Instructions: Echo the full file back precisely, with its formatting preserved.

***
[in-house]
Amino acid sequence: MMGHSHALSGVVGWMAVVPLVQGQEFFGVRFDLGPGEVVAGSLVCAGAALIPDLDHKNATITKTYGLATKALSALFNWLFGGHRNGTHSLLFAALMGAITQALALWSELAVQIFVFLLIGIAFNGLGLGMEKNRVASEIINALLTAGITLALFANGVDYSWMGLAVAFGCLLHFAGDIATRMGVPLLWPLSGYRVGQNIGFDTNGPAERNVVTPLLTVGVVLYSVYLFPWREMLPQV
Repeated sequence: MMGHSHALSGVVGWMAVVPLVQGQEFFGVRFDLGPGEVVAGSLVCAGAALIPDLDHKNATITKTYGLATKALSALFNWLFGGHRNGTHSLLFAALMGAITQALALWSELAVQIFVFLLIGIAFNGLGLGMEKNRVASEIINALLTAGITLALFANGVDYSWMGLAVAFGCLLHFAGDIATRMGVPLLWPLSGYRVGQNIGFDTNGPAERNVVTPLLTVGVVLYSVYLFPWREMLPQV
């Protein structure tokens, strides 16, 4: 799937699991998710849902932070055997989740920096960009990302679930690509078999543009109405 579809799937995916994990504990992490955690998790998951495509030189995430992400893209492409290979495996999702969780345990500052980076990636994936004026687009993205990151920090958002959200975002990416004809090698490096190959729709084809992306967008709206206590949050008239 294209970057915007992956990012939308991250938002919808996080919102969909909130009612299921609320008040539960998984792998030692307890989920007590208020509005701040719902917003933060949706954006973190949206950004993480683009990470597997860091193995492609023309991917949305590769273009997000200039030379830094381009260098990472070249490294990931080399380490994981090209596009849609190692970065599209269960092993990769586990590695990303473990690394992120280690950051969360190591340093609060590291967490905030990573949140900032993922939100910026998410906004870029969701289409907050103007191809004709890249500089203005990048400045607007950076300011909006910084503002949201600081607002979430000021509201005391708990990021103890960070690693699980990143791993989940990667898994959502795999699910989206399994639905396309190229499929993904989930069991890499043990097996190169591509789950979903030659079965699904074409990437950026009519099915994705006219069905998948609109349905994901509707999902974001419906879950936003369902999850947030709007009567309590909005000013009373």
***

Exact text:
[in-house]
Amino acid sequence: MMGHSHALSGVVGWMAVVPLVQGQEFFGVRFDLGPGEVVAGSLVCAGAALIPDLDHKNATITKTYGLATKALSALFNWLFGGHRNGTHSLLFAALMGAITQALALWSELAVQIFVFLLIGIAFNGLGLGMEKNRVASEIINALLTAGITLALFANGVDYSWMGLAVAFGCLLHFAGDIATRMGVPLLWPLSGYRVGQNIGFDTNGPAERNVVTPLLTVGVVLYSVYLFPWREMLPQV
Repeated sequence: MMGHSHALSGVVGWMAVVPLVQGQEFFGVRFDLGPGEVVAGSLVCAGAALIPDLDHKNATITKTYGLATKALSALFNWLFGGHRNGTHSLLFAALMGAITQALALWSELAVQIFVFLLIGIAFNGLGLGMEKNRVASEIINALLTAGITLALFANGVDYSWMGLAVAFGCLLHFAGDIATRMGVPLLWPLSGYRVGQNIGFDTNGPAERNVVTPLLTVGVVLYSVYLFPWREMLPQV
């Protein structure tokens, strides 16, 4: 799937699991998710849902932070055997989740920096960009990302679930690509078999543009109405 579809799937995916994990504990992490955690998790998951495509030189995430992400893209492409290979495996999702969780345990500052980076990636994936004026687009993205990151920090958002959200975002990416004809090698490096190959729709084809992306967008709206206590949050008239 294209970057915007992956990012939308991250938002919808996080919102969909909130009612299921609320008040539960998984792998030692307890989920007590208020509005701040719902917003933060949706954006973190949206950004993480683009990470597997860091193995492609023309991917949305590769273009997000200039030379830094381009260098990472070249490294990931080399380490994981090209596009849609190692970065599209269960092993990769586990590695990303473990690394992120280690950051969360190591340093609060590291967490905030990573949140900032993922939100910026998410906004870029969701289409907050103007191809004709890249500089203005990048400045607007950076300011909006910084503002949201600081607002979430000021509201005391708990990021103890960070690693699980990143791993989940990667898994959502795999699910989206399994639905396309190229499929993904989930069991890499043990097996190169591509789950979903030659079965699904074409990437950026009519099915994705006219069905998948609109349905994901509707999902974001419906879950936003369902999850947030709007009567309590909005000013009373």